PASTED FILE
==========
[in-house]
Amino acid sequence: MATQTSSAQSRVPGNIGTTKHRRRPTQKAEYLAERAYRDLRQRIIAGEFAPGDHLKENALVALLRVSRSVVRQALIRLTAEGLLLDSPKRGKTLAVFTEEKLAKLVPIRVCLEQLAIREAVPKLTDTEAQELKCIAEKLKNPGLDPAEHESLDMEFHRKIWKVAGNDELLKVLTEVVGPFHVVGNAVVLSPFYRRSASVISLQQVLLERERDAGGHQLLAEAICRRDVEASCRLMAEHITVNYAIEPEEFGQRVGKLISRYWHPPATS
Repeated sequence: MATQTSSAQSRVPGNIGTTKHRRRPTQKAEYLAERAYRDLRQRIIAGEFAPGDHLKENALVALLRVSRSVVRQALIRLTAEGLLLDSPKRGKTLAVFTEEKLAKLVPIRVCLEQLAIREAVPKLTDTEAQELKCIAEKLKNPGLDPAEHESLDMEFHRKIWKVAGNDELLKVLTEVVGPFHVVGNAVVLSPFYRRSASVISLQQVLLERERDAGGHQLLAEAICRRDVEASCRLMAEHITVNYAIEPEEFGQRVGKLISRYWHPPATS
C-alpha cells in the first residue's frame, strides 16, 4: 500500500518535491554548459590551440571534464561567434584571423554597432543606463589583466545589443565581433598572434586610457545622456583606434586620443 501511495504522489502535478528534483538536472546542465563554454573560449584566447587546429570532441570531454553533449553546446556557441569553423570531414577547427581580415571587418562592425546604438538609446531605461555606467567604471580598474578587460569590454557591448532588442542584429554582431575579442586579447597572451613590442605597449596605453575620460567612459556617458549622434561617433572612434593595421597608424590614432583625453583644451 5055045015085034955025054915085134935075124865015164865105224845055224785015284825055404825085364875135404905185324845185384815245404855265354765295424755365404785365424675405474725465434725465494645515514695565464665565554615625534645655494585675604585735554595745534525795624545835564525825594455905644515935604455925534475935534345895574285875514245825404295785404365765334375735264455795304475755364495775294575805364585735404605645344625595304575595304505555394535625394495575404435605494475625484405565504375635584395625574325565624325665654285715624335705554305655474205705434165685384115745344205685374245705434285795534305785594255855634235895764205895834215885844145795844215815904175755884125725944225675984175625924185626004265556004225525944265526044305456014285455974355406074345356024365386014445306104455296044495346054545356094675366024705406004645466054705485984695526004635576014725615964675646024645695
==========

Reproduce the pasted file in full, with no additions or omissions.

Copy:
[in-house]
Amino acid sequence: MATQTSSAQSRVPGNIGTTKHRRRPTQKAEYLAERAYRDLRQRIIAGEFAPGDHLKENALVALLRVSRSVVRQALIRLTAEGLLLDSPKRGKTLAVFTEEKLAKLVPIRVCLEQLAIREAVPKLTDTEAQELKCIAEKLKNPGLDPAEHESLDMEFHRKIWKVAGNDELLKVLTEVVGPFHVVGNAVVLSPFYRRSASVISLQQVLLERERDAGGHQLLAEAICRRDVEASCRLMAEHITVNYAIEPEEFGQRVGKLISRYWHPPATS
Repeated sequence: MATQTSSAQSRVPGNIGTTKHRRRPTQKAEYLAERAYRDLRQRIIAGEFAPGDHLKENALVALLRVSRSVVRQALIRLTAEGLLLDSPKRGKTLAVFTEEKLAKLVPIRVCLEQLAIREAVPKLTDTEAQELKCIAEKLKNPGLDPAEHESLDMEFHRKIWKVAGNDELLKVLTEVVGPFHVVGNAVVLSPFYRRSASVISLQQVLLERERDAGGHQLLAEAICRRDVEASCRLMAEHITVNYAIEPEEFGQRVGKLISRYWHPPATS
C-alpha cells in the first residue's frame, strides 16, 4: 500500500518535491554548459590551440571534464561567434584571423554597432543606463589583466545589443565581433598572434586610457545622456583606434586620443 501511495504522489502535478528534483538536472546542465563554454573560449584566447587546429570532441570531454553533449553546446556557441569553423570531414577547427581580415571587418562592425546604438538609446531605461555606467567604471580598474578587460569590454557591448532588442542584429554582431575579442586579447597572451613590442605597449596605453575620460567612459556617458549622434561617433572612434593595421597608424590614432583625453583644451 5055045015085034955025054915085134935075124865015164865105224845055224785015284825055404825085364875135404905185324845185384815245404855265354765295424755365404785365424675405474725465434725465494645515514695565464665565554615625534645655494585675604585735554595745534525795624545835564525825594455905644515935604455925534475935534345895574285875514245825404295785404365765334375735264455795304475755364495775294575805364585735404605645344625595304575595304505555394535625394495575404435605494475625484405565504375635584395625574325565624325665654285715624335705554305655474205705434165685384115745344205685374245705434285795534305785594255855634235895764205895834215885844145795844215815904175755884125725944225675984175625924185626004265556004225525944265526044305456014285455974355406074345356024365386014445306104455296044495346054545356094675366024705406004645466054705485984695526004635576014725615964675646024645695